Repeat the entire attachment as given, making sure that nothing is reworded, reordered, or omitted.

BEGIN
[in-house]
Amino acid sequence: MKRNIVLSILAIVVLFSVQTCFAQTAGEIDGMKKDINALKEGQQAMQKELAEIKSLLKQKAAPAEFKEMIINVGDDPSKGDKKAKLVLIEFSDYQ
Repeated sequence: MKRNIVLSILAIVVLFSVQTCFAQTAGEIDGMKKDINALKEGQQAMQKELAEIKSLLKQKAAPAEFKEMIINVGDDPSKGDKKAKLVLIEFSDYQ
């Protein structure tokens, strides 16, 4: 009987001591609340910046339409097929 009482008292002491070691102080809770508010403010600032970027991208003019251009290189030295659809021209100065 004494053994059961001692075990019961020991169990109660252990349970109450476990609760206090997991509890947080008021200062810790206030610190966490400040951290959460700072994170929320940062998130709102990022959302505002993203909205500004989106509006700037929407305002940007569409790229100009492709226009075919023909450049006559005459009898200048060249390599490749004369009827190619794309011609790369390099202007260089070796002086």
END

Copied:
[in-house]
Amino acid sequence: MKRNIVLSILAIVVLFSVQTCFAQTAGEIDGMKKDINALKEGQQAMQKELAEIKSLLKQKAAPAEFKEMIINVGDDPSKGDKKAKLVLIEFSDYQ
Repeated sequence: MKRNIVLSILAIVVLFSVQTCFAQTAGEIDGMKKDINALKEGQQAMQKELAEIKSLLKQKAAPAEFKEMIINVGDDPSKGDKKAKLVLIEFSDYQ
């Protein structure tokens, strides 16, 4: 009987001591609340910046339409097929 009482008292002491070691102080809770508010403010600032970027991208003019251009290189030295659809021209100065 004494053994059961001692075990019961020991169990109660252990349970109450476990609760206090997991509890947080008021200062810790206030610190966490400040951290959460700072994170929320940062998130709102990022959302505002993203909205500004989106509006700037929407305002940007569409790229100009492709226009075919023909450049006559005459009898200048060249390599490749004369009827190619794309011609790369390099202007260089070796002086």